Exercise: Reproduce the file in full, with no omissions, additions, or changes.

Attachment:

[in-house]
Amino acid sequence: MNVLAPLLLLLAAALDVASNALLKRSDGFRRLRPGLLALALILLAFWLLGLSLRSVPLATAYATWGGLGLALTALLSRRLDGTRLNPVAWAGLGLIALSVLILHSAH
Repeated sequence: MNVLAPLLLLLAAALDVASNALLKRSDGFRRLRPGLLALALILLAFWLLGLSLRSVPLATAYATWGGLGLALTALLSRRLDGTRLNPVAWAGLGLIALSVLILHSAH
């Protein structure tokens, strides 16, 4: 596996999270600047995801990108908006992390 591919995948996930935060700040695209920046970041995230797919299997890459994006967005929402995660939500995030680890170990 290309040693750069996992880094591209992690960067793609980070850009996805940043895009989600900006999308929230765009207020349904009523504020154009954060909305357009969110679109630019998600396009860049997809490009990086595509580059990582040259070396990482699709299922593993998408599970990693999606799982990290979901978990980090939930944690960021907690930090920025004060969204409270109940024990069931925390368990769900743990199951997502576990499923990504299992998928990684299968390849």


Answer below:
[in-house]
Amino acid sequence: MNVLAPLLLLLAAALDVASNALLKRSDGFRRLRPGLLALALILLAFWLLGLSLRSVPLATAYATWGGLGLALTALLSRRLDGTRLNPVAWAGLGLIALSVLILHSAH
Repeated sequence: MNVLAPLLLLLAAALDVASNALLKRSDGFRRLRPGLLALALILLAFWLLGLSLRSVPLATAYATWGGLGLALTALLSRRLDGTRLNPVAWAGLGLIALSVLILHSAH
């Protein structure tokens, strides 16, 4: 596996999270600047995801990108908006992390 591919995948996930935060700040695209920046970041995230797919299997890459994006967005929402995660939500995030680890170990 290309040693750069996992880094591209992690960067793609980070850009996805940043895009989600900006999308929230765009207020349904009523504020154009954060909305357009969110679109630019998600396009860049997809490009990086595509580059990582040259070396990482699709299922593993998408599970990693999606799982990290979901978990980090939930944690960021907690930090920025004060969204409270109940024990069931925390368990769900743990199951997502576990499923990504299992998928990684299968390849």